At last, good news about Chapel Hill today in The New York Times
Finally there is good news again about Chapel Hill in The New York Times and other national media.
After raking our university over the coals last week and then blowing on those coals to keep the story alive, today’s Times turns favorable attention to our town. The Times Sunday Book Review heaps praise on “Starting Over,” the new book of short stories by Chapel Hill author Elizabeth Spencer.
The Times’ reviewer, Malcolm Jones, is the author of “Little Boy Blues,” a memoir about growing up in North Carolina.
In the concluding paragraph of the review, Jones sums up his praise for Spencer and “Starting Over.” He writes, “Elizabeth Spencer seems to have spent her life watching, observing, always paying close attention, and for her it’s the whole truth or nothing. As far as I can tell, she never missed a thing. Judging from the stories in her latest collection, she’s not about to start now.”
The Times is not alone. David L. Ulin, Los Angeles Times book critic, noting Spencer’s age of 92 and long literary career, writes, “What this suggests is that, as with the imagination, there is no limit to a writer's longevity, that -- in some cases at least -- insight remains, or grows sharper, with age.
“For Spencer, that's a key consideration, since so many of the stories here are timeless, or more accurately ageless, domestic dramas that unfold in a recognizable but subtle world. The setting is North Carolina, generally (Spencer lives in Chapel Hill), and the time is the present, but it is a present largely stripped of noise and flash (consumerism, the Internet), where the most compelling dynamics unfold between parents and children, husbands and wives.”
Ulin notes that one “of the most resonant stories,” “On the Hill,” deals with a woman responsible for someone else’s child, “a neighbor boy increasingly neglected by his parents.”
But, he continues, Spencer gives no simple solution, as the story finishes “open-ended, looking outward to a future that is as inexplicable as the past.”
Jones, The New York Times reviewer, also heaps great praise on this story, which is set in and around Eltonville, Spencer’s fictional name for a town much like Chapel Hill.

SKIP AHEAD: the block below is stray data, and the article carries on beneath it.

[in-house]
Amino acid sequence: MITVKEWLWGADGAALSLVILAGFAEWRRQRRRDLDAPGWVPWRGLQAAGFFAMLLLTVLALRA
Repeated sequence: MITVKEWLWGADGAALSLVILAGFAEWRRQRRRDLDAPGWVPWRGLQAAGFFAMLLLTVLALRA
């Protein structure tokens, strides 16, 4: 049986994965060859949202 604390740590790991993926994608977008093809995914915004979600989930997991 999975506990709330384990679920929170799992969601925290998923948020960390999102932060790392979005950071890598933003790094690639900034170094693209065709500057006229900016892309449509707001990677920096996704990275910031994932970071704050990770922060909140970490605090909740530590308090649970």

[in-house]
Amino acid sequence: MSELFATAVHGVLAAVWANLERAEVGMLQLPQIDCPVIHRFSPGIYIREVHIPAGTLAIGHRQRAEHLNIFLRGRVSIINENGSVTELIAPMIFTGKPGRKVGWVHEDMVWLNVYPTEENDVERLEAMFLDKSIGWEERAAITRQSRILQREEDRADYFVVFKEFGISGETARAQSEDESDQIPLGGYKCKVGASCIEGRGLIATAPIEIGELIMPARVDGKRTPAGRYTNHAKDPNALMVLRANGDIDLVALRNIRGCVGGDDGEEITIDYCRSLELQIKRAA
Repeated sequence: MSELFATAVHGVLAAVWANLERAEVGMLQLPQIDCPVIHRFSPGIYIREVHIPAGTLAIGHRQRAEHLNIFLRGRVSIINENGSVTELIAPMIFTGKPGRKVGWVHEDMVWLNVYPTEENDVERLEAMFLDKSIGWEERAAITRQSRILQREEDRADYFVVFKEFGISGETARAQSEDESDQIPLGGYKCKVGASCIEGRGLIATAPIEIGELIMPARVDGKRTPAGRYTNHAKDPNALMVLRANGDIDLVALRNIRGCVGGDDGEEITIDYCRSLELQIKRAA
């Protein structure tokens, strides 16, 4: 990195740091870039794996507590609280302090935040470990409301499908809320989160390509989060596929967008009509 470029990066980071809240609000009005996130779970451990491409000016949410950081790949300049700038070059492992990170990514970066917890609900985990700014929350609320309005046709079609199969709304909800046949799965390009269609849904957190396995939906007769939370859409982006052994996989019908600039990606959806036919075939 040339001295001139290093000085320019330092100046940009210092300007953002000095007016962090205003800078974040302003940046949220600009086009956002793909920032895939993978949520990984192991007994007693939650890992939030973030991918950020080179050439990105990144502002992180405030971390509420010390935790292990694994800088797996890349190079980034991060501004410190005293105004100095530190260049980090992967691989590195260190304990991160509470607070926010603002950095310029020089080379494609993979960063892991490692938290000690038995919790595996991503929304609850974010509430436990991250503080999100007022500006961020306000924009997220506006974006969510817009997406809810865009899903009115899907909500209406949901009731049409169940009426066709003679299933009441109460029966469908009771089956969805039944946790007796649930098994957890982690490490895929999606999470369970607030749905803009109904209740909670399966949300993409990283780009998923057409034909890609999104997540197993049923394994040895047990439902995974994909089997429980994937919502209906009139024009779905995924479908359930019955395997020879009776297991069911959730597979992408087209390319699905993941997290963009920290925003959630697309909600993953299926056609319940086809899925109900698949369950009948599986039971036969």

Jones says “On the Hill” is “one of the best stories I have ever read.”
He continues, “Part ghost story, part whodunit, ‘On the Hill’ might have been written by Hawthorne or Cheever -- a work of genius in other words.”
The story opens when a flashy couple moves to the countryside near Chapel Hill, I mean Eltonville, and charms the local elite with parties at their impressive rural estate. By story’s end, the couple’s house is deserted and the fate of their son is a haunting mystery.
If you need more to persuade you to buy this book, get a copy of today’s New York Times and read Jones’s entire review. As he writes, “There’s nothing pat about these stories. Each manages to take you by surprise in one way or another, and there’s not a dud in the lot.”
Or you can watch Spencer talk about the new book at noon today on UNC-TV’s North Carolina Bookwatch. Or you can visit her in person next Sunday afternoon 3 p.m. at Flyleaf Books when, according to store owner Jamie Fiocco, “We will serve Prosecco to toast her and Allan Gurganus and Lee Smith will give introductions for her, covering some of her best known earlier works.”
Spencer dedicated the new book to Gurganus, whom she credits with inspiration and encouragement to continue her writing career.
D.G. Martin hosts “North Carolina Bookwatch,” which airs Sundays at noon and Thursdays at 5 p.m. on UNC-TV. For information or to view prior programs visit the webpage at www.unctv.org/ncbookwatch.